I wish Ron would go away on a trip and make a bunch of meals ahead for me! Ah... wait a minute. No I don't He's a lousy cook. Well - hope your dear hubby appreciates your good cooking ;-)
Assiduously ignoring post 158......
Caro, you did well to winnow the stack of 28 down to that very good selection. I'm picturing you carrying all these books around in a big basket, then finding a corner and sorting through them to determine which ones you can (sigh) put back...... at least, that is what I tend to do.
I didn't get in a single run this long weekend, but I figure I got some exercise painting the garage (I know I did -- my quads are sore!). I will get back to it tomorrow. I must or I won't be able to run 13.1 miles on the last Sunday of November!
Just keeping current here. I really liked Before I go to Sleep, so I hope you get back to it. That dinner sounds delicious!
Cee - You are cracking me up!
Way to go on convincing your library to carry the Montalbano dvds, Caro! I'm not sure how many I'll get on tv via MHZ, so I should check into that, too. I'm amazed they've done so many at this high quality level, but I'm sure they're considered molto bene in Italy.
#173 : Megan ..*snort* ... I'm glad I've managed to provide you with a post that you can't get your fill of. ;-)
#174 : Kath .. oh no, no, no .. I can always find a spot for more books .. floor, table top, under tables, night stands, floor, squeezed in spaces on shelves, chairs, floor ... did I mention, floor?
#175 : Jenn, people within the parties don't even agree to the party line. What I find ludicrous are the people who spout agendas that are clearly opposite of the party's candidate, but then ask us to vote for the party. Say what? Would be nice not to have parties, but I think they're a necessary evil because you still need groups that will promote and support the candidate and given the size of this country, to (supposedly) spread the voice of the party and its (supposedly) unified plans for the country.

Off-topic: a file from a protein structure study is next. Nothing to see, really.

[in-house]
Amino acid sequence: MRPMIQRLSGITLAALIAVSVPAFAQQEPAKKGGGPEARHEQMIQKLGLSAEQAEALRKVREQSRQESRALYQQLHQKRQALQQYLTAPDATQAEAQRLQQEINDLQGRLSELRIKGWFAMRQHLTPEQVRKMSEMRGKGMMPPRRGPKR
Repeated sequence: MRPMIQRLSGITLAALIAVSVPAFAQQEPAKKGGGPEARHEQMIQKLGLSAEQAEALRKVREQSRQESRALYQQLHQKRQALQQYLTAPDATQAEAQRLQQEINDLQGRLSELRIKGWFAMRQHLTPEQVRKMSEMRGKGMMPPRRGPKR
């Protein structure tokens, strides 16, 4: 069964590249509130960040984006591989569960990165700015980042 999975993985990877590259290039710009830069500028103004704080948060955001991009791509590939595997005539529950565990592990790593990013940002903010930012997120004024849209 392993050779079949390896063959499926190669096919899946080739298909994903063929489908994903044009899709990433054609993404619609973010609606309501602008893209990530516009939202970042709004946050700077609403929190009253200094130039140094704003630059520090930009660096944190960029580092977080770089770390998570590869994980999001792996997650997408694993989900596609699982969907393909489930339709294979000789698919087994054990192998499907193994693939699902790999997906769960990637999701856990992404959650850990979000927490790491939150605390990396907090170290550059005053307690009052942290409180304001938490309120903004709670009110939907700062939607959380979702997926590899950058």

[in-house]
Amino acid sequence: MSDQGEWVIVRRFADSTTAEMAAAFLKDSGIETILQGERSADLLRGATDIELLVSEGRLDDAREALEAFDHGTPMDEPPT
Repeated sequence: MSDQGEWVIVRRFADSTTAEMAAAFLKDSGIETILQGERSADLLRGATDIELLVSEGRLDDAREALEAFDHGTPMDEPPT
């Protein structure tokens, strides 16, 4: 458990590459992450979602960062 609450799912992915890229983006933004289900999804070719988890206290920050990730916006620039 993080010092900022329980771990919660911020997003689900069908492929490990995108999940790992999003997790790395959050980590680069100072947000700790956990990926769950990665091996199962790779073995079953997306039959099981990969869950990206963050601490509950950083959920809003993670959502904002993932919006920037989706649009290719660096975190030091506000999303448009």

Did Ewan McGregor do Motorcycle Diaries? Trying to remember.
#176 : Cee ... write it down as a to-do for this a salad this week. Especially if you warm the goat cheese up first. Mmmmm.... so good.
haha....the hubster can't cook at all, so I wouldn't want him making me a bunch of food whenever he has to leave town. I'd end up having to throw the lot away and feeling guilty. And yes, the hubster is very grateful for the filled fridge because I make what he likes and he doesn't have to think of meals. He likes to eat, but he's not one who's interested in food or thinking about it .... sometimes I wonder about this man!
#177 : Ellen, where's the half mara taking place in November? What's your workout training like? Do you intersperse days of straight running for distance with days for hill runs and days of speedwork? I hate squats, but I find they're good for working out quads and hamstrings for when I'm not able to run.
On my winnowing .. yeah, you've got the picture almost right .. but make that 2 baskets instead of just the one. It took me as much time trying to decide which books not to buy as it did for me to pick them off the shelves into the baskets. I think I changed my mind on the final selection of books at least 5 times. *sigh* And I'm not sure I made the right choice on 2 of them ... oh I want them, but I regret leaving 2 others behind instead.